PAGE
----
My personal opinion of ‘boat people’ has changed drastically after reading Do’s memoir. Living in a country where freedom is a right, we take for granted the small things like the decision the move freely if we feel it necessary. These people, ‘boat people’, don’t have a lot of choice, continue to live in a war-torn country or gamble everything for the slightest chance of succeeding in gaining refugee and starting fresh in a new place. I now have a better understanding of why they choose to flee in search of a new beginning.
Our bodies express certain obvious signs of identity and individuality such as hair, skin colour, gestures, posture and physical scarring. Throughout the text, Do searches for his true identity and although he is visibly foreign his actions and dialectal portray a true blue Australian. Actions such as his sportsmanship and overall love for sport as well his constant use of Australian slang through the memoir, “I’ve had to go into the battle as the underdog”, are demonstrations of Do’s true Australian nature.
Regularly we adapt and change as we engage and intermingle between different communities in which we belong to or hope to be accepted by. This is evident throughout the text, with Do changing multiple times to fit in with a certain group or person. One example would be where Do turned vegan to be accepted by his then girlfriend Amanda. This vegan life-style impacted drastically on Do’s life; dropping roughly 12kg meant his rugby-league career was taking a battering. His small petite figure took hammerings and eventually was taking its toll on the then captain whom was supposed to be setting an example.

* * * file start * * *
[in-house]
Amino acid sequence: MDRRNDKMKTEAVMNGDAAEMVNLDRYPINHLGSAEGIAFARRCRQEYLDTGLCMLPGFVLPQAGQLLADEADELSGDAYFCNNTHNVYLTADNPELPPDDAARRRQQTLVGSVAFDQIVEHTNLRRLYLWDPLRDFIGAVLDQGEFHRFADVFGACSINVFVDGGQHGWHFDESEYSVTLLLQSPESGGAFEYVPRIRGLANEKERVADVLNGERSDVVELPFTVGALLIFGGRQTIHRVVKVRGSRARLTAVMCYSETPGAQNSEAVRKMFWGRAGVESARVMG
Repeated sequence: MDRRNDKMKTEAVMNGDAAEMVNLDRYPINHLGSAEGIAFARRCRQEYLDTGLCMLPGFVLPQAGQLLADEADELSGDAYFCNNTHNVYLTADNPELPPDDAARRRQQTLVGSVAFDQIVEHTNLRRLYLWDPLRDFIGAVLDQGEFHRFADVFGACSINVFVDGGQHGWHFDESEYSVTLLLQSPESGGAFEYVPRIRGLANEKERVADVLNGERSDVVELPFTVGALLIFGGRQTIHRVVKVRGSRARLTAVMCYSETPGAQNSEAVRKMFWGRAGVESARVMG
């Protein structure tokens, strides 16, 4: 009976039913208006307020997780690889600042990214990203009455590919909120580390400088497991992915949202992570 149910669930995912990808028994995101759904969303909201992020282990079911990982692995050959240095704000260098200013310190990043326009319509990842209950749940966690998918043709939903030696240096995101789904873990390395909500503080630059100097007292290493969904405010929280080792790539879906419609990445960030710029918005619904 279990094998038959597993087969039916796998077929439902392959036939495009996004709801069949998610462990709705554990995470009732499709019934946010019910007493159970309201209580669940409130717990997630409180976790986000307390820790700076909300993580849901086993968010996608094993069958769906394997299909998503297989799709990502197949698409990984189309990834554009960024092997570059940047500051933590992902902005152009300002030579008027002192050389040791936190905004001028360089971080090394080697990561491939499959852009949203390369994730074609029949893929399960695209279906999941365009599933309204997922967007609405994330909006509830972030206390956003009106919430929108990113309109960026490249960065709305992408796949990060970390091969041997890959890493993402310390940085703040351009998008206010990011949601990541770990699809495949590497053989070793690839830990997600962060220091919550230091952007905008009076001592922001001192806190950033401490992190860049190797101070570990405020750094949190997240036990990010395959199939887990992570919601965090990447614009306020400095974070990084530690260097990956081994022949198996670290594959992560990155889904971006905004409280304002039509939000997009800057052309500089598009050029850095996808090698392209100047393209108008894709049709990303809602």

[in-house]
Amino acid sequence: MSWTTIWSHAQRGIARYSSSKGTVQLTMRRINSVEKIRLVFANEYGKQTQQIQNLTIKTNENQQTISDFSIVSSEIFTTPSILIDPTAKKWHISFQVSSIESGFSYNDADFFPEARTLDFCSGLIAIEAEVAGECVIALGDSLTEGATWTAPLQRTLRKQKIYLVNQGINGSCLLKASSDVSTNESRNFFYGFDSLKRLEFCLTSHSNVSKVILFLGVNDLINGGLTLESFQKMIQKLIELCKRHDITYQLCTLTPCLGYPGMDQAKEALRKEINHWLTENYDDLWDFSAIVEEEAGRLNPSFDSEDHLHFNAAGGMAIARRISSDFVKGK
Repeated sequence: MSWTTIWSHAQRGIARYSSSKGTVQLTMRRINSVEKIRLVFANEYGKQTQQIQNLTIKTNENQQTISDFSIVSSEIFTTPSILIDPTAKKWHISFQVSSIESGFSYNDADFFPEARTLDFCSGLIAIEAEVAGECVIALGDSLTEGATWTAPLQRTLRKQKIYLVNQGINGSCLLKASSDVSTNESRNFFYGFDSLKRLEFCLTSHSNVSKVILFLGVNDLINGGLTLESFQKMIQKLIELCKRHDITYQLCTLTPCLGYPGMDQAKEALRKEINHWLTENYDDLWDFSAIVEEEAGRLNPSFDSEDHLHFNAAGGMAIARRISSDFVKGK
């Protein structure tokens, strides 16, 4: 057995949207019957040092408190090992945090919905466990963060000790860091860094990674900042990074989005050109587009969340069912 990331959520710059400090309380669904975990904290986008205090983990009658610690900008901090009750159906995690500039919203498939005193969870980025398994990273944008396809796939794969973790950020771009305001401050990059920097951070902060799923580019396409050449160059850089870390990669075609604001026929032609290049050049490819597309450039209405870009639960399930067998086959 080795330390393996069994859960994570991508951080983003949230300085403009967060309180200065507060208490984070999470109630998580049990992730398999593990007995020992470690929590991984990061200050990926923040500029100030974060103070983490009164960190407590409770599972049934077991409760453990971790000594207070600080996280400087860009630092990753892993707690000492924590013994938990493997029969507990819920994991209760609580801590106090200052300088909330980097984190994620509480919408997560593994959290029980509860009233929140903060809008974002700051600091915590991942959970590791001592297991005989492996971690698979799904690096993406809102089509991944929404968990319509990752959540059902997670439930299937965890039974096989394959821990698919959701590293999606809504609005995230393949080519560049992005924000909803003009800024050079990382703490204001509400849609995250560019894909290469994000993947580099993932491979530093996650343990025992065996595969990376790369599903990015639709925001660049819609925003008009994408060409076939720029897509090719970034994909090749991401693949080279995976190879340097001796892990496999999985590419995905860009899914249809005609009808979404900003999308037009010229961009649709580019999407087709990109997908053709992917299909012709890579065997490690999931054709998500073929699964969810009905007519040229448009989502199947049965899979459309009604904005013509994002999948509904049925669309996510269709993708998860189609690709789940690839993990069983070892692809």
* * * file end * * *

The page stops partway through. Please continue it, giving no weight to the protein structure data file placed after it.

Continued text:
After six months Do realised the path he had taken was not for him, broke up with Amanda and headed straight for an animal product enriched meal. Identity is something that people are not born with, but something that we create, from choices we make to the influence of our surroundings. Every choice Do made has affected his identity, for better or for worse. This memoir is an extraordinary story of hope, resilience and triumph in one ordinary man’s life that enriches us in a sense of belonging as we continue reading on through his life events.
I personally, have changed my view on many issues thanks to Do’s memoir. It opened my eyes to what it takes to be a refugee, the heartache and misfortune linked to refugee status are one I have never fully understood, but now have a much better grip on the strength it must take, physically and emotionally. Also how important family is, often I take for granted my families willingness to support me in any aspect of life I wish to further or path I’d like to take but Do’s memoir has succeeded in giving me a new perspective.
The Happiest Refugee supports Do’s image as a decent, down to earth man who adores his family and believes in being his best, for himself and others but also allows a new perspective on those lives we once put to shame for being ‘boat people’. He uses narrative techniques and conventions to engage and encourage the readers to respond in particular ways. Emotions such as sympathy, warmth, admiration and suspense are encouraged by the introduction of certain characters and anecdotes.